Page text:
Students must either meet with the instructor in person (if classes are in session, all parties wearing a mask, and staying socially distanced) or via zoom with the camera on. The instructor will then ask the student to solve several HW problems that were assigned in class, or else to discuss their project (if they chose to do one). The student's HW grade will be based on their participation in the exam, together with the quality of their solutions. The oral exam will be open notes -- it is expected that the student will consult their project report and/or personal homework solutions as part of the exam. In short, the purpose of this exam is to convince the instructor that the student completed ``most'' of the assigned homework (if they did not do a project), or else to describe their project, summarize their project's conclusions, as well as to answer instructor questions about their project.

The time and place (or link) for the final oral exam will be scheduled with the instructor individually, or in small groups. All exams should take place sometime between Dec. 7 and Dec. 18, 2020, and should be scheduled before Thanksgiving (Nov. 26). Each oral exam will be 30 minutes in duration for each student. The instructor reserves the right to waive this oral exam requirement, or to shorten its duration, for any student as necessary for scheduling purposes.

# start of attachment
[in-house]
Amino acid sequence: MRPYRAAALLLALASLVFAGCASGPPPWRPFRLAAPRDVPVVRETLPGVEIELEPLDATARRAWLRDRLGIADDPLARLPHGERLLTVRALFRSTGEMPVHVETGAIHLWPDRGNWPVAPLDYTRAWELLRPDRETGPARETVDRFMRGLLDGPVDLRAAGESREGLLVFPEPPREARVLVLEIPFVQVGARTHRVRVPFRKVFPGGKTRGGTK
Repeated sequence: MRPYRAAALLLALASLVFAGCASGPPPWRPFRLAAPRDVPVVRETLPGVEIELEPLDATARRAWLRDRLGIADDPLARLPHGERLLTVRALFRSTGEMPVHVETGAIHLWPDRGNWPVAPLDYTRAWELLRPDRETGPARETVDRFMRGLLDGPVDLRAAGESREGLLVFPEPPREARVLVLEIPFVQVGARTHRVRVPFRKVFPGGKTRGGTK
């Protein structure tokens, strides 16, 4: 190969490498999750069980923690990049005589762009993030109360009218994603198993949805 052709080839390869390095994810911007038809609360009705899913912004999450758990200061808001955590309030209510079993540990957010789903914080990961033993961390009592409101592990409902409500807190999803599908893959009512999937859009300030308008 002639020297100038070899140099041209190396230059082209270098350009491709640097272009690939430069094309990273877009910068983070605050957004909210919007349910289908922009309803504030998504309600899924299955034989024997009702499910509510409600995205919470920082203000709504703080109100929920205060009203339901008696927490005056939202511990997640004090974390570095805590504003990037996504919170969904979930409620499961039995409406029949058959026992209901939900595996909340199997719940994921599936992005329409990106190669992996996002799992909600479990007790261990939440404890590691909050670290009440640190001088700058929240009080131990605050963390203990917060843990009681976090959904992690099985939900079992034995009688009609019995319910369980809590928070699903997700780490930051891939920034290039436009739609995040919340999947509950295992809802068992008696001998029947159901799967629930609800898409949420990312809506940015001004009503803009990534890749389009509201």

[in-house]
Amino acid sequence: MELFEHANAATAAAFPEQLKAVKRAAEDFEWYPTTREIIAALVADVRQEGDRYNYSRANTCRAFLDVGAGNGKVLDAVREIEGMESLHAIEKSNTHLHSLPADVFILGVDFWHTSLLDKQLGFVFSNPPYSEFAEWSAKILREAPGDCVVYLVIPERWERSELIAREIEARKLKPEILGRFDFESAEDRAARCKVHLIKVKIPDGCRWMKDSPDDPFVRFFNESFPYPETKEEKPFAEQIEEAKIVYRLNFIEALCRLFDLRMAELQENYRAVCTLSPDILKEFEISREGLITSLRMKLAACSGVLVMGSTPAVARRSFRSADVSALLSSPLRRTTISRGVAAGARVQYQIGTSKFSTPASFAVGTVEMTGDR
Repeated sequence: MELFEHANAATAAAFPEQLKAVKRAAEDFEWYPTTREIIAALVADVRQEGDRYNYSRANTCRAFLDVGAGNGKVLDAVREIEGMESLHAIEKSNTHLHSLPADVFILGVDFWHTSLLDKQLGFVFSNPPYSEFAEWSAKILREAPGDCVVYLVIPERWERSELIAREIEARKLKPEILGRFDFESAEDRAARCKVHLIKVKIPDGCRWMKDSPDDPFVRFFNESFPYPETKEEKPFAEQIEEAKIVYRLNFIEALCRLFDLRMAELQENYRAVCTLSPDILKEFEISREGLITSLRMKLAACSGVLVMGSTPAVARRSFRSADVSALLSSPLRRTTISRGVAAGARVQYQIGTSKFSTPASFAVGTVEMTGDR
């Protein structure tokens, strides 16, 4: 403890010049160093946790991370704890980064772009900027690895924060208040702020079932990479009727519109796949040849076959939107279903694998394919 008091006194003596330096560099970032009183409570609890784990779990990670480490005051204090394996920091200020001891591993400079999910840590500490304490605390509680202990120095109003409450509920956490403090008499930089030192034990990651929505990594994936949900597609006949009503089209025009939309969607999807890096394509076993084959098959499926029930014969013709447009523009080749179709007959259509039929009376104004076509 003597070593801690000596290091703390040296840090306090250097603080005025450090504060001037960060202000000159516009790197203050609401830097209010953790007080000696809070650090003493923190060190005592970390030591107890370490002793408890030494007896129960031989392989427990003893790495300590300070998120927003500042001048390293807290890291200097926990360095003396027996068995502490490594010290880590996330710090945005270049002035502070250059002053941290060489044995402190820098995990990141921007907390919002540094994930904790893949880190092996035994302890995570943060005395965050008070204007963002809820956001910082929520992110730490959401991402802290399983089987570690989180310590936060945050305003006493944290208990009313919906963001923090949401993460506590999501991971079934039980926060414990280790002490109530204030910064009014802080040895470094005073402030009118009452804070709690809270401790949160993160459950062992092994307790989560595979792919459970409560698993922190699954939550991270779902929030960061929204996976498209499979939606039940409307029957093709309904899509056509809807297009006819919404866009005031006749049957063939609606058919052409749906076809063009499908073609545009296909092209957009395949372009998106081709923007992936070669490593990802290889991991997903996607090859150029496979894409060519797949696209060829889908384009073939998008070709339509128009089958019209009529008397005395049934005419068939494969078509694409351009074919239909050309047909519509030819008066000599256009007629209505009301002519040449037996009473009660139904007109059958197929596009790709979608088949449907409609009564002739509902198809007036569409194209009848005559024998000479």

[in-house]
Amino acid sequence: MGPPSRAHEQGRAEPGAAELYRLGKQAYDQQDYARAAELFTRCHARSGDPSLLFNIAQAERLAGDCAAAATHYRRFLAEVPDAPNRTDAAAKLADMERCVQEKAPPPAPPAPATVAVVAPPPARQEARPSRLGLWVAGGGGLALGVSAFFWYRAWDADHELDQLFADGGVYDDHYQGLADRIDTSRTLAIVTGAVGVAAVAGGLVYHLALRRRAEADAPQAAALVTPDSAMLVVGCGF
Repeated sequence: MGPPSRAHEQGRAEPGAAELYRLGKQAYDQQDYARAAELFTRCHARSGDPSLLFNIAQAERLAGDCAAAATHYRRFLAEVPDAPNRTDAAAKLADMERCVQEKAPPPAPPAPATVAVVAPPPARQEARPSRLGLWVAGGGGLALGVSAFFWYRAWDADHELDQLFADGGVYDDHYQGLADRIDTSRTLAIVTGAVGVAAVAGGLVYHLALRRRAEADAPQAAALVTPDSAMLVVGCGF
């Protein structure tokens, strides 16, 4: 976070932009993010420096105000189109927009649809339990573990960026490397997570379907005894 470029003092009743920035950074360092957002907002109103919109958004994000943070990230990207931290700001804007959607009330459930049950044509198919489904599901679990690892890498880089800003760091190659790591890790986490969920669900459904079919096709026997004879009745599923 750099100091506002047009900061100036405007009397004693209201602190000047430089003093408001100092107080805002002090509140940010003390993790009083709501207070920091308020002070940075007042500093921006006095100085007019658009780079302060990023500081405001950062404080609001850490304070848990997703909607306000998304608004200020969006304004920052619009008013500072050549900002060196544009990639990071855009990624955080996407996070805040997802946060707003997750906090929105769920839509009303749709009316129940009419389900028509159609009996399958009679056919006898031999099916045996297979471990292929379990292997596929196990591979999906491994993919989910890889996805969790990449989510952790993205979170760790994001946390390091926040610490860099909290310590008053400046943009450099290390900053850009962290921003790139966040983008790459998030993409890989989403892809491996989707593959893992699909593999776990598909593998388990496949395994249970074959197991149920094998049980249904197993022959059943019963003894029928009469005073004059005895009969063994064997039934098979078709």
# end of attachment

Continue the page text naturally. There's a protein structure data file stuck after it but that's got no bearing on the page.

Feedback on the Course Notes:

Cullen Haselby will be writing up course notes in LaTeX and making his notes on each lecture available within a week of my having delivered it. You should read his notes when they become available and make sure that what we covered is correctly recorded and makes sense -- it will be a great way for you to cement your understanding of what we cover. In the process of reading his notes you will certainly see typos and have questions/comments that could improve the presentation.

In order to encourage you to give us feedback on the notes about typos, etc., you find while reading them, providing us feedback will determine part of your course grade. I will provide everyone in class with a link to a Google document where you can record your feedback, as well as a link to the most recent course notes. Every student should make at least 3 entries in the Google document giving feedback on the most recent version of the notes over the course of the semester. Of course, the more comments the better. The instructor reserves the right to consider additional comments above 3 made by any student as additional credit toward the class participation portion of that student's course grade.

Class Participation:

Please ask questions, answer questions, make constructive comments, and generally "show your face" by attending class with your video on if we are using zoom. In particular, participation in class requires that you regularly attend class. If anyone has reasons why they can not turn their video on during class they should talk to the instructor about it during the first week of the semester so that we can arrange for alternative accommodations.


Your final grade will be assigned based on the submitted homework (and/or project report), as well as on your participation (i.e., lecture attendance).

Some of the homework exercises will be challenging -- it is only expected that the submitted homework demonstrates effort.